Just a few months ago we were told OCZ was done for, a goner before the end of the year, but we don't think OCZ is going anywhere now. Sure, there are some good drives on the market from companies with slush funds larger than OCZ's annual sales, but OCZ has proved time and time again that they are the one to beat. After several years leading the 'me too' crowd, OCZ had to rely on common market controllers to build innovative products like the RevoDrive Series. Now they have their own controller and with it they pose a serious threat to companies that once looked at OCZ as a small fish in a very big pond.
That said, this is a critical time for OCZ to make the right moves because what happens now is amplified in the future. We've had innovators in the computer market before fizzle out after making poor decisions - ABIT and DFI come to mind because they too were on the bleeding edge. In their final days, those companies chose to expand into other markets with their last breath, but OCZ made the correct choice and consolidated, choosing to focus on what should lead them into the future as a prosperous company, high-end solid state products.
As we stated early in the review, we don't expect OCZ to lower the prices on Vector anytime soon. Vector has a nice performance lead over everything else on the market including the Samsung 840 Pro (review coming just days after this one). Baring a CES surprise, Vector looks to lead the performance category all the way to CeBIT and maybe even as far as Computex. My glass ball is hazy beyond Computex and the Magic 8-Ball is only for market analysts that claimed OCZ was finished for good.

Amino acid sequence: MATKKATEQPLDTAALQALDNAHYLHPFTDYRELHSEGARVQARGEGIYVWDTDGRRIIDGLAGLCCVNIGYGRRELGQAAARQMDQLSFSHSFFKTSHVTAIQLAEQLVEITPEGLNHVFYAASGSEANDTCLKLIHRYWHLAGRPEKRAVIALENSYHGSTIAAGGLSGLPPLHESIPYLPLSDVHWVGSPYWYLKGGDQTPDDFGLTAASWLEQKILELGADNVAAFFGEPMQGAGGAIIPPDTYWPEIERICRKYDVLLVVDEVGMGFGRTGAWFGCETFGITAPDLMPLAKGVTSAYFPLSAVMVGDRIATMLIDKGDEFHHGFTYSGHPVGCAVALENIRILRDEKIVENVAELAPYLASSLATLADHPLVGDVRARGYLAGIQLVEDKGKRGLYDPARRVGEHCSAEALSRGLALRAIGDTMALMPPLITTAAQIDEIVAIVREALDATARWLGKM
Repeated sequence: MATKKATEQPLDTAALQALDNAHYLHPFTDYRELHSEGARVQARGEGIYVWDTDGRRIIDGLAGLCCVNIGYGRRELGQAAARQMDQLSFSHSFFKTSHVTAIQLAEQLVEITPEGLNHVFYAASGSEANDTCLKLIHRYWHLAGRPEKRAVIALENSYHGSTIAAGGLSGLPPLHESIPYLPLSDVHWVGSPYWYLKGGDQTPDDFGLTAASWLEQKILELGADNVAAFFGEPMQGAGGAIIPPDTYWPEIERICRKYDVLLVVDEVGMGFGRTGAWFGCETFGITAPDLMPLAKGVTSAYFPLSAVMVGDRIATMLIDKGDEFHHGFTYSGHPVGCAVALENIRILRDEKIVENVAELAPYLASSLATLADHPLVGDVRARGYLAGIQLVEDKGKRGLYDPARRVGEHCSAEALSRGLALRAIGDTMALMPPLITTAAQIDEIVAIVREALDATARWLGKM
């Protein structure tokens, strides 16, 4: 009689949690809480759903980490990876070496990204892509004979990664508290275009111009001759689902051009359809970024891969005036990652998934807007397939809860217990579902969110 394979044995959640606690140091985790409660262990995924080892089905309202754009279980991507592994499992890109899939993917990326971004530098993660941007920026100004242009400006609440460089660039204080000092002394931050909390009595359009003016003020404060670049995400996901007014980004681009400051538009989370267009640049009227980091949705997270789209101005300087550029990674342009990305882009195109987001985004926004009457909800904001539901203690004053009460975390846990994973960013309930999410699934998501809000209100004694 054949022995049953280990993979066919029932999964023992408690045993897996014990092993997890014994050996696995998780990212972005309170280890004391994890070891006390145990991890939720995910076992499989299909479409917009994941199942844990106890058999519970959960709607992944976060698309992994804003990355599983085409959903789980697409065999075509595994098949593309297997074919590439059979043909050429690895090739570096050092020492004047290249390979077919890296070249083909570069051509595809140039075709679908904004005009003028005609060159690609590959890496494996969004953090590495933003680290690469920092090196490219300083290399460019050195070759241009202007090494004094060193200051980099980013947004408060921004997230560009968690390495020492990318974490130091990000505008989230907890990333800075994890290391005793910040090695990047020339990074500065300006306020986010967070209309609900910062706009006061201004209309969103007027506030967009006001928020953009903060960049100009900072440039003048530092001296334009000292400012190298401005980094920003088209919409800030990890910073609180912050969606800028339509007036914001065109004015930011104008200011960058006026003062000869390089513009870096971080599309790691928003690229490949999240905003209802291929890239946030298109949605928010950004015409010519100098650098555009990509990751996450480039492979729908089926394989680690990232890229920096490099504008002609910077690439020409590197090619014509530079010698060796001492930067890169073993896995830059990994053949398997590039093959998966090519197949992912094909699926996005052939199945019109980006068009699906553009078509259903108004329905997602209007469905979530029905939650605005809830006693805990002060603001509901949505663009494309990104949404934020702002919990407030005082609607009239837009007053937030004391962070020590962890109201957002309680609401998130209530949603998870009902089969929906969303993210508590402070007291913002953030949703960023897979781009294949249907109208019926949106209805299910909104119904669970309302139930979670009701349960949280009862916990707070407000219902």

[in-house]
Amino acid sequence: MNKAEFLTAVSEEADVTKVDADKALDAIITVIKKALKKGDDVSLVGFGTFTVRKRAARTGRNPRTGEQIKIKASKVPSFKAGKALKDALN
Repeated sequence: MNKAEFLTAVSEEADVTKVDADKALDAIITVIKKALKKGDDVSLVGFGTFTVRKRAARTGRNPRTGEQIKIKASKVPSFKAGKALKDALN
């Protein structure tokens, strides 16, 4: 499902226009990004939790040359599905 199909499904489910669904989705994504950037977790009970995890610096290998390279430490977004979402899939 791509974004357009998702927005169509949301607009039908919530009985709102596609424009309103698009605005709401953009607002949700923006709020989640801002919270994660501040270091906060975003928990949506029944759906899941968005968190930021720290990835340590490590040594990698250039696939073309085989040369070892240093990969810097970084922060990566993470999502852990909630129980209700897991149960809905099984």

Still, the Vector 512GB has an awfully high price point right now, costing as much as a notebook on Wal-Mart special. I think desktop users running anything newer than a P67 chipset with dual native SATA III would be better off with two 256GB Vector drives and the 1000+ MB/s performance that comes with them. Notebook and ultrabook users on the other hand don't have the luxury of RAID and that's where Vector 512GB really has to be taken seriously. The 7mm z-height means Vector will fit your ultrabook and the power consumption isn't as bad as Vertex 4. After running Vector next to a Samsung 840 Pro in identical Lenovo w530 notebooks, I can tell you that Vector is faster in real world tasks when writing data. When reading data the two are very close, nearly identical. The power consumption nod goes to Samsung though, but not by a large margin. The 840 Pro uses more power than the vanilla 840 with TLC flash.
The more I play with Vector on my own time and explore the features the more I understand why the drive is programmed the way it is. The limited single request read performance used to annoy me when testing, but after using the drives, even Vertex 4, I've learned that is the secret sauce for why both of these drives feel faster than the benchmark results show. At that point I would have to say that Vector is like a workstation computer with multi processors. You can tackle more tasks at the same time without feeling like you have intensive apps running. The difference between what OCZ did with this drive and older SSDs is like moving from a single core computer to your first dual core computer. I know that comparison goes back a few years, but it's the best way to describe what's going on. Just like when dual core and SMP systems hit the consumer market, we really don't have benchmark software to really show the real performance increases. You just have to take one for a spin to understand it.
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